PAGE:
Each fall, the Centers for Medicare & Medicaid Services (CMS) renews the federal guidelines that seek to protect individuals whose spouses are applying for or receiving Medicaid long-term care benefits.

These protections, known as the Spousal Impoverishment Standards, help to support the financial well-being of seniors who continue residing at home while their spouse on Medicaid lives in a long-term care facility, such as a nursing home.

Qualifying for Medicaid Long-Term Care Benefits

Long-term care is prohibitively expensive for many, so a large share of adults aged 65 and older rely on Medicaid to help cover the costs.

To qualify for Medicaid long-term care benefits, however, one must generally have very limited resources. In Kansas, the asset limit is set at $2,000 for the Medicaid applicant. The applicant’s income typically goes to the nursing home as well, with some exceptions.

So, what happens if a person who qualifies for Medicaid long-term care is married? How can their healthy spouse afford to remain on their own at home? This is where the Spousal Impoverishment guidelines help.

2024 Spousal Impoverishment Figures

Note that most of the latest figures, outlined below, will go into effect January 1, 2024.

Community Spouse Resource Allowance (CSRA)

A spouse who continues living at home while their partner receives long-term care coverage through Medicaid can keep up to $154,140 in assets starting in 2024.

The healthy spouse, referred to as the “community spouse” then has a minimum amount of assets to live on without rendering their Medicaid spouse ineligible for benefits. This special protection is known as the Community Spouse Resource Allowance (CSRA). The maximum CSRA generally rises each year; in Kansas for 2023 it is $148,620.

Meanwhile, according to federal law, no state can set the minimum CSRA below $30,828 as of 2024, up from $29,724 for 2023.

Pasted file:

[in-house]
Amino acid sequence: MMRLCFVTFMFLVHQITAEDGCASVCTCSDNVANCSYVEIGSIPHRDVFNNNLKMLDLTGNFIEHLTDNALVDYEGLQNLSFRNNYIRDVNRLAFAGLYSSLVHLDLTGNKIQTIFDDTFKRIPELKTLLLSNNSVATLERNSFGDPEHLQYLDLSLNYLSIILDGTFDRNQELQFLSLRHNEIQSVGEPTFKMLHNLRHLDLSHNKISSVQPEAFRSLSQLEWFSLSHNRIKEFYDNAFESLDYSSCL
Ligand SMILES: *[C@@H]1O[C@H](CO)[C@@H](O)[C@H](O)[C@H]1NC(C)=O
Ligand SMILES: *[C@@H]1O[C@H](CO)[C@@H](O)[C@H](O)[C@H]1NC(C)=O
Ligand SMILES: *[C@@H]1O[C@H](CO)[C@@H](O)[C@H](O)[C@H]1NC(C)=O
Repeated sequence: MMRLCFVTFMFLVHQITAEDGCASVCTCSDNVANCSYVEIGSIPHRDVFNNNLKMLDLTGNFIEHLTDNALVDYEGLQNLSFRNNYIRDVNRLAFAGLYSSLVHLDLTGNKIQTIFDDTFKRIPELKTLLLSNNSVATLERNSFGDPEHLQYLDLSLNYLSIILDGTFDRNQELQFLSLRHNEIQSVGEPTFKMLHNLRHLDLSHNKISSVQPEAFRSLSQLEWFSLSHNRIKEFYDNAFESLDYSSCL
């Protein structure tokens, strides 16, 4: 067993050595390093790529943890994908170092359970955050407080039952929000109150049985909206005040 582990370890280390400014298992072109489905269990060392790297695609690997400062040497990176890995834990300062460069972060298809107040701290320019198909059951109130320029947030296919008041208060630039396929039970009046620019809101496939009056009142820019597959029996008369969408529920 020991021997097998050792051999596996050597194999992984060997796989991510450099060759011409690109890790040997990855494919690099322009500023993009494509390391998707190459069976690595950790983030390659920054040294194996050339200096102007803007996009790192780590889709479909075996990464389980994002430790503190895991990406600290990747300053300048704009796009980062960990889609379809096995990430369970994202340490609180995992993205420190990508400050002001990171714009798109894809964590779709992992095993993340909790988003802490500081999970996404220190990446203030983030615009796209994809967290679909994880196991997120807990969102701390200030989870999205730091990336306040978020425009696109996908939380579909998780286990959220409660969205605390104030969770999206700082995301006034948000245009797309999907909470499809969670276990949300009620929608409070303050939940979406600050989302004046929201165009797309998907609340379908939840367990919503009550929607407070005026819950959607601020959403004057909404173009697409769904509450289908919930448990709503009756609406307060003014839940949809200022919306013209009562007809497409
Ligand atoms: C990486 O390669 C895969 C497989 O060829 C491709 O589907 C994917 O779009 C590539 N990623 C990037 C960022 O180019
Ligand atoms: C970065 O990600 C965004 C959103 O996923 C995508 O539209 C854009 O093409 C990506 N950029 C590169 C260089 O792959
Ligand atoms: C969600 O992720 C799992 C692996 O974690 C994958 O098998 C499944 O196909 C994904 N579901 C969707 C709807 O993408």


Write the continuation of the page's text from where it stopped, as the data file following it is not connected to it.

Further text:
Minimum Monthly Maintenance Needs Allowance (MMMNA)

In addition to CSRA, the federal government offers another level of protection for the community spouse: the (MMMNA).

The MMNA ensures that the healthy spouse who continues to live in the couple’s home maintains a certain amount of monthly income while their partner receives their Medicaid long-term care coverage. (Learn more about the ins and outs of MMMNA.)

In 2024, the maximum MMMNA will be $3,853.50, up from $3,715.50 in 2023. Again, this is the most in monthly income that the community spouse can keep while their spouse lives in a long-term care institution (if the community spouse’s own income is below the minimum). If the healthy spouse does not make enough income to live on, this allowance comes from the income of the spouse on Medicaid.

Note that the minimum MMNA for 2024 can vary depending on the state of residence. Alaska and Hawaii typically have slightly higher minimums. The federal government updates the minimum MMNA each July.

Home Equity Limits

As mentioned above, Medicaid does not consider the primary home of an applicant as a countable asset, unless the applicant’s equity interest in their home is above a certain amount.

Your home equity equals your home’s value minus the sum of any loans you owe on the home. In 2024, the home equity limit is set to $713,000, up from $688,000 in 2023.

Work With an Elder Law Attorney

Medicaid is a complicated area of the law and whether you are looking to pre-plan by utilizing advanced estate planning techniques like Medicaid Asset Protection Trusts, or you have a family member entering into long-term and are in need of immediate assistance (Medicaid Crisis Care), reach out to our office.  Even in crisis cases, there may still be options to preserve assets of your estate, but the longer you wait, the more difficult it can be.

Our consultations are always at no cost, so click the button below or call one of our offices to schedule: Leawood (913) 386.8135 or Spring Hill (913) 592.2029